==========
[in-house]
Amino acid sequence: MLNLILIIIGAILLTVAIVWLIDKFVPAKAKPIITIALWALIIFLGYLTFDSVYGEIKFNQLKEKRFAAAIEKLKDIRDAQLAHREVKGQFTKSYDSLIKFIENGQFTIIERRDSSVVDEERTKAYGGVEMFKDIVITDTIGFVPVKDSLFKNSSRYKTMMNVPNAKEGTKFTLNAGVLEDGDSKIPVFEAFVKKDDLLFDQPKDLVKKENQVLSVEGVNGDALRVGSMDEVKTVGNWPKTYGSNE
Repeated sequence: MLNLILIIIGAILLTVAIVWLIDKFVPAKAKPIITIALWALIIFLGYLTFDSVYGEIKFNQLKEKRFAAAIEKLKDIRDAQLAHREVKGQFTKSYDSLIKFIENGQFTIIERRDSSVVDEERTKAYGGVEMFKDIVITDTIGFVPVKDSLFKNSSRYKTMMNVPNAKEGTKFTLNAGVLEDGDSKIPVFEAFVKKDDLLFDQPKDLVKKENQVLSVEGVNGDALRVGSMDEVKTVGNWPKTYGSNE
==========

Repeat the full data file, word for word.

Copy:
[in-house]
Amino acid sequence: MLNLILIIIGAILLTVAIVWLIDKFVPAKAKPIITIALWALIIFLGYLTFDSVYGEIKFNQLKEKRFAAAIEKLKDIRDAQLAHREVKGQFTKSYDSLIKFIENGQFTIIERRDSSVVDEERTKAYGGVEMFKDIVITDTIGFVPVKDSLFKNSSRYKTMMNVPNAKEGTKFTLNAGVLEDGDSKIPVFEAFVKKDDLLFDQPKDLVKKENQVLSVEGVNGDALRVGSMDEVKTVGNWPKTYGSNE
Repeated sequence: MLNLILIIIGAILLTVAIVWLIDKFVPAKAKPIITIALWALIIFLGYLTFDSVYGEIKFNQLKEKRFAAAIEKLKDIRDAQLAHREVKGQFTKSYDSLIKFIENGQFTIIERRDSSVVDEERTKAYGGVEMFKDIVITDTIGFVPVKDSLFKNSSRYKTMMNVPNAKEGTKFTLNAGVLEDGDSKIPVFEAFVKKDDLLFDQPKDLVKKENQVLSVEGVNGDALRVGSMDEVKTVGNWPKTYGSNE